The Pocket Echocardiograph: Validation and Feasibility

Authors


Address for correspondence and reprint requests: Benjamin C. Culp, M.D., 2401 South 31st Street, Temple, TX 76508. Fax: 254-724-5369; E-mail: bcculp@swmail.sw.org

Abstract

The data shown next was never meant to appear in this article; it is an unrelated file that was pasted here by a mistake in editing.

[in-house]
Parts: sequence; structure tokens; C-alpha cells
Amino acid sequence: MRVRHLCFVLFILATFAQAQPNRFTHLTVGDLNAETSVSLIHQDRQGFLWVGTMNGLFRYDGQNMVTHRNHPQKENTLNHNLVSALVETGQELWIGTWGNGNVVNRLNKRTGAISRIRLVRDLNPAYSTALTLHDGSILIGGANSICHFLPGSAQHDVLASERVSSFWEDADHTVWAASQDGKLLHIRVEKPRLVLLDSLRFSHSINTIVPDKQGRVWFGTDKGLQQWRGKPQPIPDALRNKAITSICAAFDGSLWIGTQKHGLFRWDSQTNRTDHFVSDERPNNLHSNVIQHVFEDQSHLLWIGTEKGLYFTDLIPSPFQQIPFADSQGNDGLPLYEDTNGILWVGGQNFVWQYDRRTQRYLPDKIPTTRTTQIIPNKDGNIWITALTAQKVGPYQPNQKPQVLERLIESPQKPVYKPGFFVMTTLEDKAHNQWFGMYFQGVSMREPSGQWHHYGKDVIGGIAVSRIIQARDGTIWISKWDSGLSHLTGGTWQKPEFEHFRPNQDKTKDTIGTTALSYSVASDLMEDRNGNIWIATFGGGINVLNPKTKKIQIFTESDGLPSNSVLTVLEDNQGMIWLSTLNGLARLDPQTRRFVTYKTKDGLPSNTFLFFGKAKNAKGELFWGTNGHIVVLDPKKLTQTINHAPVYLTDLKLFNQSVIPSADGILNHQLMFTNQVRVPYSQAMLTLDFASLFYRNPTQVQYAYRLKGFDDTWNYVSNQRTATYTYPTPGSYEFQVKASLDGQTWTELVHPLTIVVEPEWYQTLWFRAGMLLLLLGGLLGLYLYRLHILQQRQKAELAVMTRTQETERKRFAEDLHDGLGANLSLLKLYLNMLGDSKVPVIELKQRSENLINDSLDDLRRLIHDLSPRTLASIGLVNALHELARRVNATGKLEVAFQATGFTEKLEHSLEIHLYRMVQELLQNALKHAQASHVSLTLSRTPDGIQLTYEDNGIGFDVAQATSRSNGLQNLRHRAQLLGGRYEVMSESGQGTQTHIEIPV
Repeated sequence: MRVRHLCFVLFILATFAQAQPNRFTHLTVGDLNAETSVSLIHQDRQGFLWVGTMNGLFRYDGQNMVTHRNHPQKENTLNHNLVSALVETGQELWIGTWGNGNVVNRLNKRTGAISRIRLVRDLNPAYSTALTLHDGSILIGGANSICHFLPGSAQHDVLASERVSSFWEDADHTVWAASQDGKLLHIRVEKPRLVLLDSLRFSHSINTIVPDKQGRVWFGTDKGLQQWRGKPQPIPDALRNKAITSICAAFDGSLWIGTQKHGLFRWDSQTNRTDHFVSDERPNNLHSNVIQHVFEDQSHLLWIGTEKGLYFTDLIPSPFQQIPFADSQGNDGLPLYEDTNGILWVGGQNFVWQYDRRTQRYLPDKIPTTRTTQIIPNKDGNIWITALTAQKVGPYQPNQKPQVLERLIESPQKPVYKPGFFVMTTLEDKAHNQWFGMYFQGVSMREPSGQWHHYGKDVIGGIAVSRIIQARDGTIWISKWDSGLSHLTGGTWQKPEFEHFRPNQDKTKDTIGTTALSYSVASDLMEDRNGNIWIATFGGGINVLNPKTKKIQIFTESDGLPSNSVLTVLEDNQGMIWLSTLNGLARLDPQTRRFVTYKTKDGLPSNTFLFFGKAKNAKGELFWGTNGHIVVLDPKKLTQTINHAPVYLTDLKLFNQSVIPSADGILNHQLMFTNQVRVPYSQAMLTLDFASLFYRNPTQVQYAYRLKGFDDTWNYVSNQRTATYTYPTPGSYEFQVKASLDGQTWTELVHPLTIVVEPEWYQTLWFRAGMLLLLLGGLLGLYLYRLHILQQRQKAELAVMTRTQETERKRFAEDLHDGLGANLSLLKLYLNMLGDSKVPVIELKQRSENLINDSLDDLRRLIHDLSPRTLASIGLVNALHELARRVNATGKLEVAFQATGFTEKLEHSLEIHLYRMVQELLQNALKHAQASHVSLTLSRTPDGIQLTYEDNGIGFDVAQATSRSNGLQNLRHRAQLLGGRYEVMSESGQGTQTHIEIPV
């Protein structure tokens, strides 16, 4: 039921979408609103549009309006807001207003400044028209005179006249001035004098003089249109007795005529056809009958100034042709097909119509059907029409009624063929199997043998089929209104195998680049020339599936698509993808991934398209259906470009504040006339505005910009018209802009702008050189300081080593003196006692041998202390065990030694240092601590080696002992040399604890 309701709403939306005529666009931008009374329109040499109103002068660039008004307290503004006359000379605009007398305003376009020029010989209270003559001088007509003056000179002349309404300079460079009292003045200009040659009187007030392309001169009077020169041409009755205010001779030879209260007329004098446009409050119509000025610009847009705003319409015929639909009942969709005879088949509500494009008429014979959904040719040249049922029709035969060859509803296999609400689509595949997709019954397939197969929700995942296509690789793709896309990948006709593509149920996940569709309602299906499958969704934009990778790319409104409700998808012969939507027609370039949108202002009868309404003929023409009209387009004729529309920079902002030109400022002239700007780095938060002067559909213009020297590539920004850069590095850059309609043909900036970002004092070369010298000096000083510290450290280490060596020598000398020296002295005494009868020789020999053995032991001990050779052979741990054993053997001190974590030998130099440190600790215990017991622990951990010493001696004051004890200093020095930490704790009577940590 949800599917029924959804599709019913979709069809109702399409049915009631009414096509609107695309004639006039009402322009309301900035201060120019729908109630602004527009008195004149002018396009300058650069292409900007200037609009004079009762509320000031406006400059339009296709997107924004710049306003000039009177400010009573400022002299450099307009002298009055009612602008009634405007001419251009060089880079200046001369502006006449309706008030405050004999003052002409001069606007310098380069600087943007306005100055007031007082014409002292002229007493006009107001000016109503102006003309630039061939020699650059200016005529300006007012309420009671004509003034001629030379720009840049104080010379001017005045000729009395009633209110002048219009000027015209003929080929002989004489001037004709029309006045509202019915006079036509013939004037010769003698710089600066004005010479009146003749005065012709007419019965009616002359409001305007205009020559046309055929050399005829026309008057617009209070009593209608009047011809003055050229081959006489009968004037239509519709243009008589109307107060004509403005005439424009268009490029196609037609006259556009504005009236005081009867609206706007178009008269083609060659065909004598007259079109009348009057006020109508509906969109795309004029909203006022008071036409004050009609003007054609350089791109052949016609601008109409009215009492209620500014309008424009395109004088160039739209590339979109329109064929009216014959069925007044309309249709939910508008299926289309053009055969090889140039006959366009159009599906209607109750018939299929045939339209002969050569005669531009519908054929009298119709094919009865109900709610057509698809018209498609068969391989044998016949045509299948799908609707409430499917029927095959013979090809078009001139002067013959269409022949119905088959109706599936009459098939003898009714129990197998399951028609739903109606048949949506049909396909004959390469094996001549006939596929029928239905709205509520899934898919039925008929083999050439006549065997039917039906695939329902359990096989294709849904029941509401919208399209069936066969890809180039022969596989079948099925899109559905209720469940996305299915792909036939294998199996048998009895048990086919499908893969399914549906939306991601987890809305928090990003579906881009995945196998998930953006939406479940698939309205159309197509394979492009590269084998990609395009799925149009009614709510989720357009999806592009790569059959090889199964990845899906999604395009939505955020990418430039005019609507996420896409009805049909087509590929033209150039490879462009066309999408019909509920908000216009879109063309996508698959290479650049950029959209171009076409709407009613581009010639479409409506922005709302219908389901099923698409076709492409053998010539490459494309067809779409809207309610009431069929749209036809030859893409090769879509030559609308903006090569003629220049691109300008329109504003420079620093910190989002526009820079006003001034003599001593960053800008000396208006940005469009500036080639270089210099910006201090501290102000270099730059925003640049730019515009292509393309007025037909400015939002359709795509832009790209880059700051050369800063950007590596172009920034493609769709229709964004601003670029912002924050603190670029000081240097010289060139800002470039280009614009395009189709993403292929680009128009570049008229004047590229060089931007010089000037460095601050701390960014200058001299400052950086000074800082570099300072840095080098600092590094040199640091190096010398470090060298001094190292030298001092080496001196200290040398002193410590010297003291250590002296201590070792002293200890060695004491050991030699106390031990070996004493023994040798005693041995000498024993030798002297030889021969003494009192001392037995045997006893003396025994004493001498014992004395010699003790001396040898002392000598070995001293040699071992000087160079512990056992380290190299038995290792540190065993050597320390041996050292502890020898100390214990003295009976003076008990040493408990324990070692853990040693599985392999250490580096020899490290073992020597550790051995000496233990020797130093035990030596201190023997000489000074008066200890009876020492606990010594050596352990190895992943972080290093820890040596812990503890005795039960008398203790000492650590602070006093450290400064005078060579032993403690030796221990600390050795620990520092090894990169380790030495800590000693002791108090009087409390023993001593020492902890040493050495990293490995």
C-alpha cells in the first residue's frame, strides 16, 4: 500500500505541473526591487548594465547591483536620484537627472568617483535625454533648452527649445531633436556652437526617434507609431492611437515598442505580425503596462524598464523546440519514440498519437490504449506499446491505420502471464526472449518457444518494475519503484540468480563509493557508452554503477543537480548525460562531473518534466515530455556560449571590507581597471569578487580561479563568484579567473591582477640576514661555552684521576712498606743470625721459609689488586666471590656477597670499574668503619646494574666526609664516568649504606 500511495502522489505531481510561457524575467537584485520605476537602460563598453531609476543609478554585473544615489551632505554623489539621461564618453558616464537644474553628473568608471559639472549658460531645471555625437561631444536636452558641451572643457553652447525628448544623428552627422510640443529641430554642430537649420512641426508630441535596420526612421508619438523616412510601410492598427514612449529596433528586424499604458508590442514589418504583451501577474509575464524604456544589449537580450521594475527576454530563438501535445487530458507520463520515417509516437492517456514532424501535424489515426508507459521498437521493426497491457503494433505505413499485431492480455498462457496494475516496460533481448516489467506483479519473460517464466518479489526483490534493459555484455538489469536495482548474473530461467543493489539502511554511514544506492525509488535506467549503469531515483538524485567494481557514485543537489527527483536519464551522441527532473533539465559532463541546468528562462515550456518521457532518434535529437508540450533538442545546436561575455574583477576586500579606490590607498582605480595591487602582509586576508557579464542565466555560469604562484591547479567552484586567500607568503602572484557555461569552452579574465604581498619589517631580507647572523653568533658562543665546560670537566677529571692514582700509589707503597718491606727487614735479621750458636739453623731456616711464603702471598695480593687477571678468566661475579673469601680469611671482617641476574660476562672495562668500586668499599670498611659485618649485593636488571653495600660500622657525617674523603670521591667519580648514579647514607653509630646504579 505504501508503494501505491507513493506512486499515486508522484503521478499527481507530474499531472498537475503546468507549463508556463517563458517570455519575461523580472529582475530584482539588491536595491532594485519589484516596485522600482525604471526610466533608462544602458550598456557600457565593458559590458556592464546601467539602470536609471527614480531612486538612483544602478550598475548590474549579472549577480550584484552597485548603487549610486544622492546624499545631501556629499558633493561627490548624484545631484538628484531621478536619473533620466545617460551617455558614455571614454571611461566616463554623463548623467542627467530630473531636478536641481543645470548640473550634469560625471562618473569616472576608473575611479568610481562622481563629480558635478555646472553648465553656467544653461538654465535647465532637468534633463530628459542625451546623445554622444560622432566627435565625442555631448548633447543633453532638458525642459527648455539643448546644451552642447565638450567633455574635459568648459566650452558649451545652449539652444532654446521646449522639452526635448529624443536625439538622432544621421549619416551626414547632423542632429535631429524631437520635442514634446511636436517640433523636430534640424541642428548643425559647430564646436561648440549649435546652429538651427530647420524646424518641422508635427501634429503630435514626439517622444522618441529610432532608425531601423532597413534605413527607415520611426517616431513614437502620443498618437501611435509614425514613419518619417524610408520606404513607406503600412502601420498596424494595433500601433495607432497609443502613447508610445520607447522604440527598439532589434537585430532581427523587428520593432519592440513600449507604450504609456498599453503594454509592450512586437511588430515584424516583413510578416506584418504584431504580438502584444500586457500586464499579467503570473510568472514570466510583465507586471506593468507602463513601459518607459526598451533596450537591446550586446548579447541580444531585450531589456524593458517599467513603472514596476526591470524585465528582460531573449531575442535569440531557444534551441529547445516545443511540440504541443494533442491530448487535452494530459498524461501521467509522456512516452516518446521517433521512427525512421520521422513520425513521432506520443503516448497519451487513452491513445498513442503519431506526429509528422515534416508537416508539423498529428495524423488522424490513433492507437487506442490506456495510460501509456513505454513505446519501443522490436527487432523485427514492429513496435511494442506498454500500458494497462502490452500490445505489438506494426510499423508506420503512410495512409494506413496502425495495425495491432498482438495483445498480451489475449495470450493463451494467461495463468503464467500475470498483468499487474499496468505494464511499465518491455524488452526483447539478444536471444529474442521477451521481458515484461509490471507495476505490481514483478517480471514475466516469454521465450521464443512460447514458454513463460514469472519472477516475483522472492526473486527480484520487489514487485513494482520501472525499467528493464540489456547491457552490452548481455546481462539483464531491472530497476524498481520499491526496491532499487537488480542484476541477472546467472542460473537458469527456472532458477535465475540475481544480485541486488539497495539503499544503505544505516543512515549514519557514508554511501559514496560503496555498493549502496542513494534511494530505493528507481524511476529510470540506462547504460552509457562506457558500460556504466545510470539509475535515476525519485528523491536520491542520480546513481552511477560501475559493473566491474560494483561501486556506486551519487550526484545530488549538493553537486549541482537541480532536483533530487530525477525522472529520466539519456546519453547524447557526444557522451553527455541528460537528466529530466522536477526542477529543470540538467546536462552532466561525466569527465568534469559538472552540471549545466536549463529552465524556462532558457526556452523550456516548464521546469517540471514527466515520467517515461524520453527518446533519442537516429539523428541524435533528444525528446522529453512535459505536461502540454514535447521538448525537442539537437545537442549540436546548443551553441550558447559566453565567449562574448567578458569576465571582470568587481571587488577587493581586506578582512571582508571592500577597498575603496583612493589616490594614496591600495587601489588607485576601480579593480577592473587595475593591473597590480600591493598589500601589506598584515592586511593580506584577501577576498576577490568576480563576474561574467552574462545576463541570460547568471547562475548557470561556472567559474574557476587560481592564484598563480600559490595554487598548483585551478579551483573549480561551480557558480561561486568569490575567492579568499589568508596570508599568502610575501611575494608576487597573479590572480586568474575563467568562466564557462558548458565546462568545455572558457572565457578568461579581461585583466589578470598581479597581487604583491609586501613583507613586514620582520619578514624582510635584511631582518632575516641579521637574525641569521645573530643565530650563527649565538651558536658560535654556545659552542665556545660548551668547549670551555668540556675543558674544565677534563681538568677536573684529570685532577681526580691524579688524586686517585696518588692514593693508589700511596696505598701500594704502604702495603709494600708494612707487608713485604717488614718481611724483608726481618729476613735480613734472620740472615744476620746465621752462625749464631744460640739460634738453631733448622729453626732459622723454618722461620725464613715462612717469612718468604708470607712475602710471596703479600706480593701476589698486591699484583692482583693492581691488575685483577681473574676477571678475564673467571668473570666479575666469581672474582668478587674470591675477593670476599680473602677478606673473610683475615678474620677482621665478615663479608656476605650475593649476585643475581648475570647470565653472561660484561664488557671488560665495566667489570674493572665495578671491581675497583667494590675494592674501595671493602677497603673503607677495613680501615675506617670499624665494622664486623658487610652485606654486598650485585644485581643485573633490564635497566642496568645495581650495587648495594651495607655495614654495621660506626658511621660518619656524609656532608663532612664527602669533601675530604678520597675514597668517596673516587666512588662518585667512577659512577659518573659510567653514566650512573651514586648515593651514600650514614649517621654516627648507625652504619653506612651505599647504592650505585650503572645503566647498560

Background: A new, miniaturized ultrasound device, the pocket echocardiograph (PE), is highly portable and can be carried inside a lab-coat pocket. Studies of this device are limited and have not examined the use by novice echocardiographers. We hypothesize that a novice echocardiographer can use PE to produce interpretable cardiac images, and that both novice and expert echocardiographers can use PE to accurately quantify ejection fraction. Methods: Unselected subjects (n = 40) in an echocardiography laboratory underwent blinded formal transthoracic echocardiography (TTE) and PE (Acuson P10, Siemens, Mountain View, CA, USA). A cardiology fellow with 2 months of echocardiography training acquired PE images. The fellow and an experienced echocardiographer interpreted the PE studies offline in a blinded fashion. To assess adequacy, studies were graded as technically adequate, limited, or inadequate. A visual estimation of ejection fraction was made. Comparisons were made to the formal reported TTE. Results: Subjects were heterogeneous, 43% male; age 64 ± 17 years, and ejection fraction 52.4%± 12.3%. All PE studies were interpretable, and the vast majority of PE and TTE images were considered technically adequate (77.5% and 85% respectively; P = 0.32). Ejection fraction showed a good correlation, bias, and limits of agreement for the fellow's interpretation (r = 0.78, −5.9%, ±16.6%) with stronger association for the experienced echocardiographer (r = 0.88, −0.8%, ±11.4%). Conclusion: Novice echocardiographers using the PE can produce adequate quality images. Both expert and novice echocardiographers can use PE to quantify ejection fraction over a broad range of patients. The device's low cost and portability may greatly expand the availability of bedside echocardiography for routine or urgent cardiovascular assessment. (Echocardiography 2010;27:759-764)

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